The government has opened a public forum for comment on the plant, announcing on Feb. 22 that it is “looking for innovative ideas to promote work and self-sufficiency among able-bodied adults participating in the department’s Supplemental Nutrition Assistance Program (SNAP).”
A press release on that date said, “The public is invited to provide input through a notice in the Federal Register. Comments can be submitted on the web through the Federal Register tomorrow. USDA intends to use the input received to find improvements to SNAP policy and related services that can best assist SNAP participants return to self-sufficiency.”
Part of the release reiterated that long-term dependency “has never been part of the American dream,” quoting Secretary Perdue. The release continued, “USDA’s goal is to move individuals and families from SNAP back to the workforce as the best long-term solution to poverty. Everyone who receives SNAP deserves an opportunity to become self-sufficient and build a productive, independent life.”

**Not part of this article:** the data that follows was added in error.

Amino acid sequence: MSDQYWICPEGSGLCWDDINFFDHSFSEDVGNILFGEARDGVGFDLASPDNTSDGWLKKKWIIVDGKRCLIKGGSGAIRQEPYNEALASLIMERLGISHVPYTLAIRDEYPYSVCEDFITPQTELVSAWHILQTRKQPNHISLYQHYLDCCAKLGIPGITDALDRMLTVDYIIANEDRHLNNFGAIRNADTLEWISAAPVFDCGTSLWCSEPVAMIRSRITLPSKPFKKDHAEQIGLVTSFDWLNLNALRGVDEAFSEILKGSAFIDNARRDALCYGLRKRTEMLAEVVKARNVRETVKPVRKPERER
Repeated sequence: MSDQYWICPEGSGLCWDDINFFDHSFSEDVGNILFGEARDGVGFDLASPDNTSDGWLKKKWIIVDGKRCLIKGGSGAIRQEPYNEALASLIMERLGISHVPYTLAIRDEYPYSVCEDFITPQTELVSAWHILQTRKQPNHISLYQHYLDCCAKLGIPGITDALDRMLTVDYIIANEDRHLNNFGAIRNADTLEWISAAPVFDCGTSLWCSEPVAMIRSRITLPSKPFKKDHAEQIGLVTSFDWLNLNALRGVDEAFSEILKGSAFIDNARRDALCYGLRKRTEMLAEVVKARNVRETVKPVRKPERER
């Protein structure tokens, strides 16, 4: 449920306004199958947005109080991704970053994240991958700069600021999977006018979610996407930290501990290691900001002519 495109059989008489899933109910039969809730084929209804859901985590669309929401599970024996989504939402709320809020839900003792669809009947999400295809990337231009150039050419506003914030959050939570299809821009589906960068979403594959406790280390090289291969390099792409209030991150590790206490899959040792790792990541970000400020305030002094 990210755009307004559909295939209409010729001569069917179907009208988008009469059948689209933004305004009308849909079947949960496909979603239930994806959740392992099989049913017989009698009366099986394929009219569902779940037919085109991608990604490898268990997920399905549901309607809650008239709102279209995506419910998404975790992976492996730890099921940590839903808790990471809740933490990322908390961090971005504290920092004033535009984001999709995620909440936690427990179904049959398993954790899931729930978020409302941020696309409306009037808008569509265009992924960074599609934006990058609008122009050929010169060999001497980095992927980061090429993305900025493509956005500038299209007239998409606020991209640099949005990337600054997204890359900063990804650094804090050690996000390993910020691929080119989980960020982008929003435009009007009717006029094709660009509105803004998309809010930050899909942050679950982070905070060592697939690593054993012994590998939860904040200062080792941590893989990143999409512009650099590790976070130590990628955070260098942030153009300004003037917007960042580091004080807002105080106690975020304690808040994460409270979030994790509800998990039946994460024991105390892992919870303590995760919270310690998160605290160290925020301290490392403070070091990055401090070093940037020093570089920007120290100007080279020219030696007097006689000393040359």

To that end, “Federal law limits the amount of time an able-bodied adult without dependents (ABAWD) can receive SNAP benefits to three months in a 36-month period, unless the individual is working and/or participating in a work program half-time or more, or participating in workfare. The law exempts individuals from the time limit for several reasons, including age, unfitness for work, or having a dependent child. The law also provides state agencies with flexibility to request a waiver of this time limit if unemployment is high or the area does not have a sufficient number of jobs to provide employment.”
“Too many states have asked to waive work requirements, abdicating their responsibility to move participants to self-sufficiency. Past decisions may have been the easy short-term choice, but USDA policies must change if they contribute to a long-term failure for many SNAP participants and their families,” Perdue said.